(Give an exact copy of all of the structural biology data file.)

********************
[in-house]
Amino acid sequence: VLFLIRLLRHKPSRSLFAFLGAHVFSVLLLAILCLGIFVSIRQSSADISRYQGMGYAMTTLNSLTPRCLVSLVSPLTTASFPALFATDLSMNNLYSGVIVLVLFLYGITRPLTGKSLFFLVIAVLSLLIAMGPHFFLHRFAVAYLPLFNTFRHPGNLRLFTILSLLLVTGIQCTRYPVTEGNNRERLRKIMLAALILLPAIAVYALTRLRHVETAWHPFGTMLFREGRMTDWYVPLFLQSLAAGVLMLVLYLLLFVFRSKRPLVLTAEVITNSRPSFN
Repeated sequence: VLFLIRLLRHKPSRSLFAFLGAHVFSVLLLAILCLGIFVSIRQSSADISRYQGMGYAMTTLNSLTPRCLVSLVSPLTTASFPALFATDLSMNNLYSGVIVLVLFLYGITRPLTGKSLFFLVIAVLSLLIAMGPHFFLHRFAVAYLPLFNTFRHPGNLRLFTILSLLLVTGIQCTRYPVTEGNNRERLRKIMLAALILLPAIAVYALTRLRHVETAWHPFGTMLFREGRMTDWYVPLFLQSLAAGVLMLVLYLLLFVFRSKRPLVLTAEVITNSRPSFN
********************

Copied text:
[in-house]
Amino acid sequence: VLFLIRLLRHKPSRSLFAFLGAHVFSVLLLAILCLGIFVSIRQSSADISRYQGMGYAMTTLNSLTPRCLVSLVSPLTTASFPALFATDLSMNNLYSGVIVLVLFLYGITRPLTGKSLFFLVIAVLSLLIAMGPHFFLHRFAVAYLPLFNTFRHPGNLRLFTILSLLLVTGIQCTRYPVTEGNNRERLRKIMLAALILLPAIAVYALTRLRHVETAWHPFGTMLFREGRMTDWYVPLFLQSLAAGVLMLVLYLLLFVFRSKRPLVLTAEVITNSRPSFN
Repeated sequence: VLFLIRLLRHKPSRSLFAFLGAHVFSVLLLAILCLGIFVSIRQSSADISRYQGMGYAMTTLNSLTPRCLVSLVSPLTTASFPALFATDLSMNNLYSGVIVLVLFLYGITRPLTGKSLFFLVIAVLSLLIAMGPHFFLHRFAVAYLPLFNTFRHPGNLRLFTILSLLLVTGIQCTRYPVTEGNNRERLRKIMLAALILLPAIAVYALTRLRHVETAWHPFGTMLFREGRMTDWYVPLFLQSLAAGVLMLVLYLLLFVFRSKRPLVLTAEVITNSRPSFN